Scottish Renewables attacks ‘inaccurate’ Scottish Natural Heritage land-use survey

Scottish RenewablesScottish Renewables has called for a ‘robust and defensible’ way to protect Scotland’s most valued landscapes after launching an attack on the credibility of the Scottish Natural Heritage consultation on these issues.

The issue is a sensitive one of for wind farm developers as many people are concerned about perceived detrimental impact on the visual environment and landscapes from wind-farms.

In its response to a consultation on these issues by Scottish Natural Heritage, Scottish Renewables, highlighted a number of points of concern including how wild land has been defined and the accuracy of those areas deemed ‘core wild land’.

Josh Blamire, Senior Policy Manager, Scottish Renewables, commented: “We have some major concerns over how SNH will be able to soundly assess areas believed to be wild when they’ve taken a largely desk-based approach?

 “How can someone sat in front of a computer capture how wild a specific landscape is hundreds of miles away and then grade it according to such basic criteria? There is no substitute for an on-the-ground assessment on a case-by-case basis.”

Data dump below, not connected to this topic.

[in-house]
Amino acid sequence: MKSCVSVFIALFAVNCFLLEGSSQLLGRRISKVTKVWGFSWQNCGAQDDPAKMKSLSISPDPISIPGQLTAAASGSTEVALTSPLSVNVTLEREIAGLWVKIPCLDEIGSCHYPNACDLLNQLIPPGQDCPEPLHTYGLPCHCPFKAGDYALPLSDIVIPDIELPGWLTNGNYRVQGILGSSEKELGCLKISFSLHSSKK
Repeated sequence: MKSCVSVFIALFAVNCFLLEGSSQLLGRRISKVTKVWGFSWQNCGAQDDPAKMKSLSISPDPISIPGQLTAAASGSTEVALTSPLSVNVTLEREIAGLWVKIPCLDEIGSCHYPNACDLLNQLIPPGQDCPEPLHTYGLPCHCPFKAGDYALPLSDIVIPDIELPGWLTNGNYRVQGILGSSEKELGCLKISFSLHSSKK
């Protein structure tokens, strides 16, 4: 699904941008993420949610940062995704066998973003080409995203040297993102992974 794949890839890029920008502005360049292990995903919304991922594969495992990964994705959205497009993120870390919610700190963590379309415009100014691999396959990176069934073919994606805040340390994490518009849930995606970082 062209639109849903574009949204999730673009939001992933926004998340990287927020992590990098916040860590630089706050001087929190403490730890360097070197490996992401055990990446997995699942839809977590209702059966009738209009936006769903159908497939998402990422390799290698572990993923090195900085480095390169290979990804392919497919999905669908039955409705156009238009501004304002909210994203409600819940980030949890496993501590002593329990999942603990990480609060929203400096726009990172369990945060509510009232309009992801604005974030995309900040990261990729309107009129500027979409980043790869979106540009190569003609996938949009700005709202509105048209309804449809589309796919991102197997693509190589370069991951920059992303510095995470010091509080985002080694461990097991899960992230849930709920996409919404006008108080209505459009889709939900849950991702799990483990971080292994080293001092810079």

He added: “The biggest threat to Scotland’s environment is undoubtedly climate change – with renewables being one of the most effective solutions. But that doesn’t mean we can or should build anywhere, which is why we welcomed the Scottish Government’s proposal to designate National Parks and National Scenic Areas as ‘no go’ zones for large scale wind farm development for the first time.

 “However, the difficulty we have lies with the methodology behind the mapping exercise for wild land and its proposed role in planning. There’s a real danger we are starting with something that is both inaccurate and out of date.”

  “A more robust and defensible methodology would be to use a wild land map as a tool to help indicate areas in which developments may need to demonstrate that they can exist without harming the potential wildness of the landscape, rather than ruling them out without proper consideration.”

Scottish Natural Heritage did not respond to our request for comment.

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